Saturday, September 6, 2008

Virtual Learning - considering the issues

To depart from the Second Life discussion - and probably prove to everyone how crazy my mind can work - here is a quote from an article I just found, which embraces the core discussion of virtual learning (Lowes, 2008).

It is these transformations—of the teacher and of the course—and the two-way
interactions, or flow, between face-to-face teaching and online teaching, that are the
focus of this study. Much as immigrants leave the cultural comfort of their home
societies and move to places with very different cultures and social practices, those who teach online leave the familiarity of the face-to-face classroom for the uncharted
terrain of the online environment, which has constraints and affordances that lead to very different practices. Face-to-face classrooms are closed environments—a teacher and his/her students together in one room for 50 or so minutes a day—and online classrooms are no different. What is different is that the teacher now moves between the two, transferring ideas, strategies, and practices from one to the other. This“trans-classroom” teacher is a mental, rather than a physical, migrant (Introduction section, paragraph 2).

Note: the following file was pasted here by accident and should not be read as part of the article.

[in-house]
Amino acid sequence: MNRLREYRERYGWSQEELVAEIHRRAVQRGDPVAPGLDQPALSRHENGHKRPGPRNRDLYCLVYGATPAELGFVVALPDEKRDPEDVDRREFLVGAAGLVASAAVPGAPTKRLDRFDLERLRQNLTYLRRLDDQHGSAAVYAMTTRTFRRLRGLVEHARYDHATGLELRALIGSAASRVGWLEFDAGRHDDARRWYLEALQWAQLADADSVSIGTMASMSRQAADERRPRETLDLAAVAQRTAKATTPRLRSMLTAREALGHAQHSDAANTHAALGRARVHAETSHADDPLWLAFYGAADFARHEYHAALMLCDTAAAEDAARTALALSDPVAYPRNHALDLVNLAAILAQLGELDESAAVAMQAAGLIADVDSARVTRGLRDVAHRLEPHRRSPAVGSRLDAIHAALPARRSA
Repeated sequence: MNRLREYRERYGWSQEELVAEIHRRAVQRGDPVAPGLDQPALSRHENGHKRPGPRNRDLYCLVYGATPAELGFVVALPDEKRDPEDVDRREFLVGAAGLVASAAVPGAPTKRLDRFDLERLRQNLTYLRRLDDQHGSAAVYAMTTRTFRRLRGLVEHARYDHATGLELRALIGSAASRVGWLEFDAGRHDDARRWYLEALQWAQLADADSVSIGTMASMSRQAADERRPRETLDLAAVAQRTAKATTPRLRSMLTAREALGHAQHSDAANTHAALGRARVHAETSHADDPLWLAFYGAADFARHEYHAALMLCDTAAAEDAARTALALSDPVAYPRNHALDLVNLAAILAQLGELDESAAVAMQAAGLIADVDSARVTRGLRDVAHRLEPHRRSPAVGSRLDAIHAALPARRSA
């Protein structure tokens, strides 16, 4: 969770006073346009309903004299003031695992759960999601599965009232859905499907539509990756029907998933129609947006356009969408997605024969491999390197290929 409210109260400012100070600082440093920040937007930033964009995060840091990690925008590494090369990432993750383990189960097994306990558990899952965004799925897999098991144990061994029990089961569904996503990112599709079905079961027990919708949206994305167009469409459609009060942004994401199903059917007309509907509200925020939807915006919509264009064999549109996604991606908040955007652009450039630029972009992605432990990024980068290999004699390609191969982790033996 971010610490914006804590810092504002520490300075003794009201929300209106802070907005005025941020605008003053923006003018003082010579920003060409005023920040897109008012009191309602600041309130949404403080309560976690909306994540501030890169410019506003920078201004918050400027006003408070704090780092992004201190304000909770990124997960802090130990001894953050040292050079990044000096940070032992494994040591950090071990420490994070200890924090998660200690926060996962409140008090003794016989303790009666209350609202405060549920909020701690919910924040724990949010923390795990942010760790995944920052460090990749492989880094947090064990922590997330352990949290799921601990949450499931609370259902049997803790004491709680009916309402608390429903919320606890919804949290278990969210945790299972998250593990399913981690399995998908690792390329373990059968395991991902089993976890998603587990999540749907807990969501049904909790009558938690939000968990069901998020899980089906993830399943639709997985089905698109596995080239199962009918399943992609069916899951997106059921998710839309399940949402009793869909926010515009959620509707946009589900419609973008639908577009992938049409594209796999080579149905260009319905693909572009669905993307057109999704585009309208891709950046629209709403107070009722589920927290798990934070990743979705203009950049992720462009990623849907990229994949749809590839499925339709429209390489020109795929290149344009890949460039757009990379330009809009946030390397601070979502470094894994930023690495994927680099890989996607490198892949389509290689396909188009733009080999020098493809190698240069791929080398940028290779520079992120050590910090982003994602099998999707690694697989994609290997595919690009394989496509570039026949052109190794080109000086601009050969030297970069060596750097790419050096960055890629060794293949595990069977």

Describing the virtual experience of online learning is very much akin to being in a new culture. Their are new practices, habits, and langauge functions that are foreign to those familiar in a face to face learning environment.

To demonstrate, think of teaching in an inner city school or a rural school when you have never stepped on a farm or road the subway. What about teaching in a foreign country? Virtual Learning, when thought of as a migration metaphor, is the same as being in a new culture. The advantage to teaching in a virtual world is that all participants are migrants, thus learning how to learn in a virtual environment.

How then can instructional design theory be applied when considering this migration metaphor?

Lowes, S. (2008). Online teaching and classroom change: The trans-classroom teacher in the age of the internet. Innovate 4 (3). Retrieved September 6, 2008 from

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